On Catalogue Card: “Gnalluma natives on the Upper Sherlock sheep Station, helping the Squatter in shearing time. N.W.”

Group of Ngaluma [Gnalluma] men and women on the Upper Sherlock sheep Station, helping the squatter in shearing time. The women are wearing long skirts and the men long trousers. One woman is wearing a blouse and one man is wearing a shirt. Most of the men have cicatrisation on their upper bodies. Some of the people are wearing hats or scarfs on their heads. They are sitting on a tree trunk. The landscape in the background has a few sparse trees. [WV 8/5/2009]


Oceania Australasia; Australia; Western Australia; Upper Sherlock River

Cultural Affliation

Ngaluma [historically Gnalluma]

Named Person



Collector / Expedition

?Clement, Emile


circa 1895 - 1900

Collection Name

Mounted Haddon Collection


?Clement, Emile Louis Bruno (Dr.)


Print Black & White Mounted

Primary Documentation

Other Information

Photographer: The information on the photographer comes from Ian Coates (Murray-Darling Basin Project Co-ordinator), who is of the opinion that CUMAA acquired this photograph from Clement. See also Coates, I. 2001, ‘Golden Reflections: Depictions of Aborigines on the north-west Australian goldfields?’, in McCalman, I., Cook, A. and A. Reeves (eds), Gold: Forgotten Histories and Lost Objects of Australia, Cambridge University Press. [S. Guha, 21/3/2005]

Collector: “Emile Louis Bruno Clement (1844-1928) was a prominent collector of ethnographic artefacts and natural history specimens from northwest Australia at the end of the nineteenth and early twentieth centuries.
Emile Clement was born in Muskau in Prussia, Silesia in 1844 - now called Bad Muskau and situated in the Federal State of Saxony on the border with Poland (Polish name: Muskau (Muzaków)). He died at Hove in Sussex on 4 August 1928, aged 84 and was buried in the south aspect of Hove cemetery, near Brighton UK - His wife Emily Elizabeth died two years later and was also buried at Hove cemetery, alongside her beloved husband.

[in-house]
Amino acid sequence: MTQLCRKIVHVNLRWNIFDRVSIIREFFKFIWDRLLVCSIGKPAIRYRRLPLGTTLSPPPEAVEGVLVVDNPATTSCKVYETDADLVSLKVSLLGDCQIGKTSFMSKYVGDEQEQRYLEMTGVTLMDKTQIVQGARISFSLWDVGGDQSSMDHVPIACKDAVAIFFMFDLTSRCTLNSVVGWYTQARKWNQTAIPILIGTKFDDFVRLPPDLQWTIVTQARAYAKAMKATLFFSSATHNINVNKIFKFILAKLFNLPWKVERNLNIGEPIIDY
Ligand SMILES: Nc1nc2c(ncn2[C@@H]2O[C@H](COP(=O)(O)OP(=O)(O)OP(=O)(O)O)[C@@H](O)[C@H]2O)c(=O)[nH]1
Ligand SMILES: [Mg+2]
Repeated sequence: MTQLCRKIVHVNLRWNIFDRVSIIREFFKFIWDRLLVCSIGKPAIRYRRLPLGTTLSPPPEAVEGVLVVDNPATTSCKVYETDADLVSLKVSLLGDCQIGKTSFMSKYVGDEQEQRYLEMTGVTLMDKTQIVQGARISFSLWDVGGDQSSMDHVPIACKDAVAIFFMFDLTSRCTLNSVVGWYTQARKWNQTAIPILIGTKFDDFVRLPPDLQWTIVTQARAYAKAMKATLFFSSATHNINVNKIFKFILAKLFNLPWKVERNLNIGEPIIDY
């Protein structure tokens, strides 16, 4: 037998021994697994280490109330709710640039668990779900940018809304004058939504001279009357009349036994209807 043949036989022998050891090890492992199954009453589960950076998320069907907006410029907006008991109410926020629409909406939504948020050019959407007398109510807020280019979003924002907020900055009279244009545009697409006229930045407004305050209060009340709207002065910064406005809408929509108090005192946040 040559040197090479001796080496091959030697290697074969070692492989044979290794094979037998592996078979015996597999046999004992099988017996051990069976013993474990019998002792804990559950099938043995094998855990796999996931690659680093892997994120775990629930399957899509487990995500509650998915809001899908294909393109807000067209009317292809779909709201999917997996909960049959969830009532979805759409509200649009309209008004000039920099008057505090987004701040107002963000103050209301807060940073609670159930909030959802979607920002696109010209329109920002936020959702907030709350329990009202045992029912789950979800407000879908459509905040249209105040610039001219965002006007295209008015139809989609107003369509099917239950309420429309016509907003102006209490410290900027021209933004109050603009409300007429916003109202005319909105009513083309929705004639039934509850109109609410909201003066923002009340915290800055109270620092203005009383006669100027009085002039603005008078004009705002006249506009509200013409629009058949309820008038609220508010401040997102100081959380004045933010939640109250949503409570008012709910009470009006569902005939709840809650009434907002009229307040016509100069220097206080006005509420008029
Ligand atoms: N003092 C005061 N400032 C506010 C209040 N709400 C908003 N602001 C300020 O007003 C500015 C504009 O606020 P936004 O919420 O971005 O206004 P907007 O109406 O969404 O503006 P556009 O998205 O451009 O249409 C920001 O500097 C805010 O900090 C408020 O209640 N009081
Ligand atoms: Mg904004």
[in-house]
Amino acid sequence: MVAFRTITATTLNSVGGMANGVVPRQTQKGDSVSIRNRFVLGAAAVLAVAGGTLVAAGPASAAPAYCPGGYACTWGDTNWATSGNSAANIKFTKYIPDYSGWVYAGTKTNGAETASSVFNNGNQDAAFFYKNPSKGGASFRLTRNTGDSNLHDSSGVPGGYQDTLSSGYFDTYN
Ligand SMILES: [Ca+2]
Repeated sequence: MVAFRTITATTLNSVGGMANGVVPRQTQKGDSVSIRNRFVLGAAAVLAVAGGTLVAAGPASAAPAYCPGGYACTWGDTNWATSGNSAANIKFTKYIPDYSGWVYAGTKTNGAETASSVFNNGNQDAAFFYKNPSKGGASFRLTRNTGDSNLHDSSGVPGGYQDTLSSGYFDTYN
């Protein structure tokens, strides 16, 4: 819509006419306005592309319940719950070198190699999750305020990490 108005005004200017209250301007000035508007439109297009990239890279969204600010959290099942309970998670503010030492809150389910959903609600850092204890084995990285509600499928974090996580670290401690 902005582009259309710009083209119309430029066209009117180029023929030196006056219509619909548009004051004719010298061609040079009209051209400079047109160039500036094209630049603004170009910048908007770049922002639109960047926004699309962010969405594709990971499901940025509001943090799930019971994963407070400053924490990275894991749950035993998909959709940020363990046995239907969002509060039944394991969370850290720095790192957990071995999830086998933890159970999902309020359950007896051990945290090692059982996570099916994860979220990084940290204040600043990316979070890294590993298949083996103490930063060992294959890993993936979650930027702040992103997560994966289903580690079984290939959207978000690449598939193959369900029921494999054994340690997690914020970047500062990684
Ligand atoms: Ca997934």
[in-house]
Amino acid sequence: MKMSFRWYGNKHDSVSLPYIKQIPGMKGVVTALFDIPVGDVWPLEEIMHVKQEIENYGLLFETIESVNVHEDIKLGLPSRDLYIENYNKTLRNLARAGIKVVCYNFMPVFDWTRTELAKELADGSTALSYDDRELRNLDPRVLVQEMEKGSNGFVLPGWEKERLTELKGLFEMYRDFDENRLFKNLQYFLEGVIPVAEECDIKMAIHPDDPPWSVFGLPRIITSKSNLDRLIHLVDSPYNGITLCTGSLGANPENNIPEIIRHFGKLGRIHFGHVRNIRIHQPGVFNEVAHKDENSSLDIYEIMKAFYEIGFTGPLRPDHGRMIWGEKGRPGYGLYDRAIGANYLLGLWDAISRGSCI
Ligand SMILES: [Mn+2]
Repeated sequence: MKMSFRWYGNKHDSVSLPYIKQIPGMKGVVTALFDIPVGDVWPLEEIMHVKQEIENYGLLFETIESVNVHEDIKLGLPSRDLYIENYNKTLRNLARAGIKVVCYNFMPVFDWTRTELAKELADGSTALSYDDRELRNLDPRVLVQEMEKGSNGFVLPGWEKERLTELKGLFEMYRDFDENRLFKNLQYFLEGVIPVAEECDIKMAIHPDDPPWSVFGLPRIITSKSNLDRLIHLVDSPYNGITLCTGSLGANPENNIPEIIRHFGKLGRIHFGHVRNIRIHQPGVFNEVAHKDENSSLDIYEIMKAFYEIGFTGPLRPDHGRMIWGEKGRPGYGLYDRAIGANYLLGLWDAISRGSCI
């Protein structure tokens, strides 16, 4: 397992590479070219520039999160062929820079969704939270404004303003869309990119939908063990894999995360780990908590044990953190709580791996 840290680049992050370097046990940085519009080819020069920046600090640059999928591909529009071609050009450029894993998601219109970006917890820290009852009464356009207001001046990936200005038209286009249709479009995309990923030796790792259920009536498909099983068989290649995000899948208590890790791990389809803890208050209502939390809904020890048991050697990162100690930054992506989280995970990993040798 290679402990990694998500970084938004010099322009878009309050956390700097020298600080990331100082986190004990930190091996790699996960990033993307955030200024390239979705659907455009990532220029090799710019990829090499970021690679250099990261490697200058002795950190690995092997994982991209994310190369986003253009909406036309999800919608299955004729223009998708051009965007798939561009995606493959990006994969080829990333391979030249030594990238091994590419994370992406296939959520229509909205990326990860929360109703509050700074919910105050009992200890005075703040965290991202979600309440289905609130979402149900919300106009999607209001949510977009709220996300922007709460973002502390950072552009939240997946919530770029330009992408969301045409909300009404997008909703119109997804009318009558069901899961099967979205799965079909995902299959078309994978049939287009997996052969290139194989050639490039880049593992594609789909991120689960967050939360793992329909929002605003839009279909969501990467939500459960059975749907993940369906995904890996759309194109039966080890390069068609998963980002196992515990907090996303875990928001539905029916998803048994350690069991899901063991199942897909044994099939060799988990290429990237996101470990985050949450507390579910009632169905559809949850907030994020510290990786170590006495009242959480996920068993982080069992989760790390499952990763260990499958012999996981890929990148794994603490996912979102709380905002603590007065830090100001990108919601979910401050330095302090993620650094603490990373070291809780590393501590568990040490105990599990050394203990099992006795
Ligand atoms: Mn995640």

Throughout his life, Dr. Clement pursued a variety of occupations, including archaeologist, teacher [1] , naturalist [2] , mining engineer, ethnographer [3] , children's book author [4] , and ethnographic dealer. During the period 1877 to 1890 Dr. Clement undertook a series of archaeological excavations in Silesia, and sold collections of Silesian Bronze Age archaeolgical material to museums throughout the United Kingdom including the British Museum, the Department of Science and Art museums in Edinburgh, Cardiff and Dublin, the Cambridge University Museum of Archaeology and Ethnology and the Reading Museum.
However Dr. Clement’s largest contribution to museums are the numerous collections of Western Australian Aboriginal artefacts he sold and donated to museums throughout Britain and Europe. During the period 1896-1928, Clement sold over 1600 Australian Aboriginal artefacts from Western Australia to museums throughout England, Scotland, Ireland, and continental Europe. In many of these museums the Clement material comprises a substantial part of their total holdings of Australian Aboriginal material.
Dr. Clement made three trips to Western Australia:
• 1895
• 1896-1898
• 1899-1900
A study of the acquisition of different museums holdings of Western Australian Aboriginal objects related to Clement material suggests there were two distinct stages to Dr. Clement's involvement. The early collections (1896-1910) were probably all collected by Dr. Clement - and possibly his son - personally. In contrast, the collections acquired by museums during the second stage (1923-1928) seem to be derived from residents from the North-west area of Western Australia, who sent the material to Dr. Clement in England, who then sold it to museums.
As well as the ethnographic and archaeological material, Dr. Clement contributed substantial quantities of botanical material from Northwest Australia to the Royal Botanic Garden, Kew between 1898 and 1900, as well as to herbariums in Leiden and Berlin. Collections of his zoological material, containing many type specimens, are held in the British Museum (Natural History), Liverpool Museum and the Oxford University Museum.” [WV 8/5/2009]

This catalogue record has been updated with the support of the Aboriginal Visual Histories Project, Monash University. [Wonu Veys 8/5/2009]


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